So she and a few other parents took matters into their own hands and set up feeding program for their school, Duncan Creek.
“I reached out to (principal Carrie Yougel) and asked if she could help identify families in need,” said Glaser.
To guard families’ privacy, Yougel provided Glaser’s information and let them contact her. So far Glaser has heard from about 100 families but has the resources to take care of 25.
Glaser and another mother, Suleima Salgado, solicited donations of bags, packets of instant oatmeal, bread, sandwich fixings, chips, fruit and snacks like Rice Krispie Treats to fill little ones’ tummies.
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“And a lot of people were donating the two loaves of bread they were allowed to buy at the grocery store to the program,” said Salgado. “We’re still going through Spring Break and plan to add even more families.”
Like just about every school district that offers free lunch and breakfast through a federal program, Gwinnett is extending feeding programs into the summer vacation months. Meals can also be offered during an unanticipated school closure such as the COVID-19 pandemic at schools where at least half of the children are eligible for free or reduced-price meals.
“In Gwinnett, we launched the Digital Learning Days version of this program in all of our schools/clusters that met that requirement,” said Sloan Road, a Gwinnett spokeswoman via email??. “That said, the recently passed federal legislation HR6201 (Families First Coronavirus Response Act) allows states to apply for a waiver to expand the Seamless Summer Option feeding program so that it could be expanded to other schools below that 50 percent threshold. GCPS has expressed its interest to the Georgia Department of Education in support of filing this waiver.”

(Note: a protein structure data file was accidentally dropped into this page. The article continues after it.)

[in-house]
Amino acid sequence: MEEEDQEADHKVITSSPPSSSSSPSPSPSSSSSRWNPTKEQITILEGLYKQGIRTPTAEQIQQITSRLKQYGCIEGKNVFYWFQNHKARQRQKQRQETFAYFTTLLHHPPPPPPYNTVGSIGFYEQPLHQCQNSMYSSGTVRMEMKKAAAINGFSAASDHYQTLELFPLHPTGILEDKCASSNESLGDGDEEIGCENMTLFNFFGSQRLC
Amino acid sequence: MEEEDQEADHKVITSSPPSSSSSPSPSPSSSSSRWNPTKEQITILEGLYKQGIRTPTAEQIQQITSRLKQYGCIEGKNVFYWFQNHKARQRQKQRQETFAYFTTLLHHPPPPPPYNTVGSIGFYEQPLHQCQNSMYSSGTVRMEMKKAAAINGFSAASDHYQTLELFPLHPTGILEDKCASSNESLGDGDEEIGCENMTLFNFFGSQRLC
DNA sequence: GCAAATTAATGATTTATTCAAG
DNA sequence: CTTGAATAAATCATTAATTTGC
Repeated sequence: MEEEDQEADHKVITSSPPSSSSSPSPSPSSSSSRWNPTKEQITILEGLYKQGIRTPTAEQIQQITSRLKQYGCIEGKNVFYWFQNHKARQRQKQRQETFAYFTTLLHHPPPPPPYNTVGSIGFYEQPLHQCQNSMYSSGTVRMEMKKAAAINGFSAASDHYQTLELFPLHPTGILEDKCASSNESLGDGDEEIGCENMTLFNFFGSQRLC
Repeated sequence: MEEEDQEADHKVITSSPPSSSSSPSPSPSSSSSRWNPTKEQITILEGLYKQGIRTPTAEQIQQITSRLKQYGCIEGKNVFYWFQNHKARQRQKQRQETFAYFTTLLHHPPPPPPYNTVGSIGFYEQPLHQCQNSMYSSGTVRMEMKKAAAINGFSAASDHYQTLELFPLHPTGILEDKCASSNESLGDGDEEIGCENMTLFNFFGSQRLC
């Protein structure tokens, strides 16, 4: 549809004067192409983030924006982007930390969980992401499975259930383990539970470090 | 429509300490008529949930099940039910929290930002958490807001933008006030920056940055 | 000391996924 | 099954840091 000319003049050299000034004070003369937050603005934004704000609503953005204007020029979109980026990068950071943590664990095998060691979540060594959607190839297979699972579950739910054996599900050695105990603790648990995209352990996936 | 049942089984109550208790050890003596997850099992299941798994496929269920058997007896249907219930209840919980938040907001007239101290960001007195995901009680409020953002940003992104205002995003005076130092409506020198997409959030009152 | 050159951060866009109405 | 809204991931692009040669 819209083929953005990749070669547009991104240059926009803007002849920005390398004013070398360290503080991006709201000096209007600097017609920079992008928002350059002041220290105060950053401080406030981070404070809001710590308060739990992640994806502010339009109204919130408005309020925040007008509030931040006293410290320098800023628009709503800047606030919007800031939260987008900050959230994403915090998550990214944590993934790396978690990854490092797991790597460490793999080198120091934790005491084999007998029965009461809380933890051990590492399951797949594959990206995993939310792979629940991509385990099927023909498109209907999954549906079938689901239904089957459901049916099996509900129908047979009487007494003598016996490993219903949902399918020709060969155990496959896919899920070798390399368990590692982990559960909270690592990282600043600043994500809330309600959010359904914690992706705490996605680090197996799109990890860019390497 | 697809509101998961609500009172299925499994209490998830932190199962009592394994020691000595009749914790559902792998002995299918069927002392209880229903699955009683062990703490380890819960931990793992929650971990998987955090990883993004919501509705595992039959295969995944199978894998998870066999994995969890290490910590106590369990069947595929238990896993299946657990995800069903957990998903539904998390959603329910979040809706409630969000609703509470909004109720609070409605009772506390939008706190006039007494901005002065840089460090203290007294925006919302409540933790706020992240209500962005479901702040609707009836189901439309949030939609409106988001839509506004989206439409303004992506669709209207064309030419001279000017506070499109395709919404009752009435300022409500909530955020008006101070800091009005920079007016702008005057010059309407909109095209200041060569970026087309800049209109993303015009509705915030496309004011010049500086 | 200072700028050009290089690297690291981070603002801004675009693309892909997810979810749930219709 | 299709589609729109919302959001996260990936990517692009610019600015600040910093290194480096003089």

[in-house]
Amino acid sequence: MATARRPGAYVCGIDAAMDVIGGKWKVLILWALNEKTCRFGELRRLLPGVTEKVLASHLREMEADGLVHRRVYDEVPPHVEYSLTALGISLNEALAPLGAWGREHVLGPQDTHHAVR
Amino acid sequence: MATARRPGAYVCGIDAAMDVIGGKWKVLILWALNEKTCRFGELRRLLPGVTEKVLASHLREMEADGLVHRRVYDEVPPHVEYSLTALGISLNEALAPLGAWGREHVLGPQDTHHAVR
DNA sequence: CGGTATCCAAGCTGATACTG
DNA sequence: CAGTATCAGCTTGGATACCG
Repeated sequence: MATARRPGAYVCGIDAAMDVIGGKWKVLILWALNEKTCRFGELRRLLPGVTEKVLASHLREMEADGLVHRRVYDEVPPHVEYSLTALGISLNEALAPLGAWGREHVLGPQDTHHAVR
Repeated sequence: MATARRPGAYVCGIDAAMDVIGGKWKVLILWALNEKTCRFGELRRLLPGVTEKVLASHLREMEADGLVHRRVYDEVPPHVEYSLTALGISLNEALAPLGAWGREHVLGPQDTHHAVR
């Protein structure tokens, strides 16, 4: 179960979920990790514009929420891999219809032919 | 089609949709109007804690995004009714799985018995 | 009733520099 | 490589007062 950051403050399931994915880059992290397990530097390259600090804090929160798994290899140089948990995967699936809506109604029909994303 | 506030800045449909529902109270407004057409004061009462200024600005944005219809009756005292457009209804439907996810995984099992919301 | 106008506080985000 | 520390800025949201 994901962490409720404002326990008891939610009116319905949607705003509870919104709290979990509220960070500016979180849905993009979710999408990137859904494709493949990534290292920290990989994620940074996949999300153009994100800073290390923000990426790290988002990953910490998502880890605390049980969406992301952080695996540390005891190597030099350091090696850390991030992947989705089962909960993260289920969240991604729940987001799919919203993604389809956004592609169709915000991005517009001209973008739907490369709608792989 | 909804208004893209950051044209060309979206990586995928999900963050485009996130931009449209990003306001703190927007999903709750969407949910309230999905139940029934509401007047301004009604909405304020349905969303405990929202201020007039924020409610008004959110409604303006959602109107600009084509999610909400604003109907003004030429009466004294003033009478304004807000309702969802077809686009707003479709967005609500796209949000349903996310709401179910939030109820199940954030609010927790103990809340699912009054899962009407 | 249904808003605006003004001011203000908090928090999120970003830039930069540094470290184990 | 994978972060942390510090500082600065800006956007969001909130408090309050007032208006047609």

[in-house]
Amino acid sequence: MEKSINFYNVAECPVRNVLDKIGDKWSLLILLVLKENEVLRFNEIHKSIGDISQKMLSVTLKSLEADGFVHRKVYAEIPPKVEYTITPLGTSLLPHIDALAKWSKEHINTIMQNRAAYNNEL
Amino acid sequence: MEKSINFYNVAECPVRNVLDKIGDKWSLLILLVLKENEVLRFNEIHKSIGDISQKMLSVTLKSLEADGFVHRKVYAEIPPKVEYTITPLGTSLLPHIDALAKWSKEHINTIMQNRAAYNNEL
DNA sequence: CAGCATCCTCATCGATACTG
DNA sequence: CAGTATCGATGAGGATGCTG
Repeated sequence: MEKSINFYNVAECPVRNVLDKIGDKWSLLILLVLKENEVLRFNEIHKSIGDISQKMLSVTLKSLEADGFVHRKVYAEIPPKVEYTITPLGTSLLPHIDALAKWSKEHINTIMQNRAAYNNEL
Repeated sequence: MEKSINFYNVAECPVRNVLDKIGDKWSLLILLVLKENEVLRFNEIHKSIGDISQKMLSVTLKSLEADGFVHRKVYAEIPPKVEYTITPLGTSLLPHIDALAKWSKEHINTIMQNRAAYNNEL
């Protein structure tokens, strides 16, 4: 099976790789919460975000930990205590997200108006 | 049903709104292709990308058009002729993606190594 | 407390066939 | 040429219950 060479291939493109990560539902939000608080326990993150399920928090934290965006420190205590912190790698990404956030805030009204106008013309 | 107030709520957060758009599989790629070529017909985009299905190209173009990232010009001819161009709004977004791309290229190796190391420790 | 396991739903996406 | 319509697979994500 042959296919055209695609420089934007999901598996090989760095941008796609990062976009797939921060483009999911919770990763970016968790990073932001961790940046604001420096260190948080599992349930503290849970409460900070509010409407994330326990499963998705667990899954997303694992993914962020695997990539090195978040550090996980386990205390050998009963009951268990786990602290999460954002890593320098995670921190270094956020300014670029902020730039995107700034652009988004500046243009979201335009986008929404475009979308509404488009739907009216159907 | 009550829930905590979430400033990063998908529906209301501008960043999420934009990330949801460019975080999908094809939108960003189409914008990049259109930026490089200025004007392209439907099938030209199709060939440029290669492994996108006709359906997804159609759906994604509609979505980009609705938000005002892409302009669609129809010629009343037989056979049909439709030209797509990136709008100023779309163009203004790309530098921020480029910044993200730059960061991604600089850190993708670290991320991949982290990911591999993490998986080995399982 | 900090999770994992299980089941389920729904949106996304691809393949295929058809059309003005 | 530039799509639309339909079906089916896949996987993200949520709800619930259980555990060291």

Meanwhile, the ladies enlist their children, Salgado’s son Giovani and Glaser’s kids Katie Ann and Harrison to fill the sacks and put the meals on the receiving family’s porch. They make sure to find out about allergies or dietary restrictions. They even have “fake” peanut butter.
“I know I wouldn’t be confident relying on a stranger to keep peanuts from my child if they were allergic to it,” said Glaser. Her daughter Katie Ann is allergic to tree nuts, so Glaser understands the dangers.
Both moms enjoy the activity and are glad their children are learning firsthand to be altruistic.
“Sometimes the kids come out, but we try to practice social distancing,” said Salgado. “You can tell the kids are so happy to see someone.”
Glaser and Salgado aren’t upset with Gwinnett schools; they understand that the district’s hands are tied.
“I don’t want to come off as unappreciative of what they’re already doing,” said Glaser. “I’m happy to do this, but it would be OK retiring and let the school district take over.”
She and her group have only made a small impact in a large area of need. Gwinnett officials haven’t heard if they’ll be allowed to extend the district-run feeding program but hope the go-ahead will come next week, during spring break.